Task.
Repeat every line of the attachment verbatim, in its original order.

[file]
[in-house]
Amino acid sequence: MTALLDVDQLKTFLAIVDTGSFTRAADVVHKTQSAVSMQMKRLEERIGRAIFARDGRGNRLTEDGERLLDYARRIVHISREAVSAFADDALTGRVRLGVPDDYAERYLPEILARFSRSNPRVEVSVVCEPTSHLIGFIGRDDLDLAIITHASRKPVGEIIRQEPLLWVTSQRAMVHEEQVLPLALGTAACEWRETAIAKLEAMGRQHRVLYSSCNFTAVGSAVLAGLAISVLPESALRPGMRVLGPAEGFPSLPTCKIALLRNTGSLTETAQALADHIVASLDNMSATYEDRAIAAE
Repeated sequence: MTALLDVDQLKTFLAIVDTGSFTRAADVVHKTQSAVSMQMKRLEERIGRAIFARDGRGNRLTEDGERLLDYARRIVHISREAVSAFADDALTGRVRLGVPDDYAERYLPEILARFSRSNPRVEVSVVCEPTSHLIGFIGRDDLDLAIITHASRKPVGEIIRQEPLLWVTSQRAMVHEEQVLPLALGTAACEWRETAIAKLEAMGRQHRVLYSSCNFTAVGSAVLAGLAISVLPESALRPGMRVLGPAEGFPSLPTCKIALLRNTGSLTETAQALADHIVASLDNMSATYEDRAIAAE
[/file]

[in-house]
Amino acid sequence: MTALLDVDQLKTFLAIVDTGSFTRAADVVHKTQSAVSMQMKRLEERIGRAIFARDGRGNRLTEDGERLLDYARRIVHISREAVSAFADDALTGRVRLGVPDDYAERYLPEILARFSRSNPRVEVSVVCEPTSHLIGFIGRDDLDLAIITHASRKPVGEIIRQEPLLWVTSQRAMVHEEQVLPLALGTAACEWRETAIAKLEAMGRQHRVLYSSCNFTAVGSAVLAGLAISVLPESALRPGMRVLGPAEGFPSLPTCKIALLRNTGSLTETAQALADHIVASLDNMSATYEDRAIAAE
Repeated sequence: MTALLDVDQLKTFLAIVDTGSFTRAADVVHKTQSAVSMQMKRLEERIGRAIFARDGRGNRLTEDGERLLDYARRIVHISREAVSAFADDALTGRVRLGVPDDYAERYLPEILARFSRSNPRVEVSVVCEPTSHLIGFIGRDDLDLAIITHASRKPVGEIIRQEPLLWVTSQRAMVHEEQVLPLALGTAACEWRETAIAKLEAMGRQHRVLYSSCNFTAVGSAVLAGLAISVLPESALRPGMRVLGPAEGFPSLPTCKIALLRNTGSLTETAQALADHIVASLDNMSATYEDRAIAAE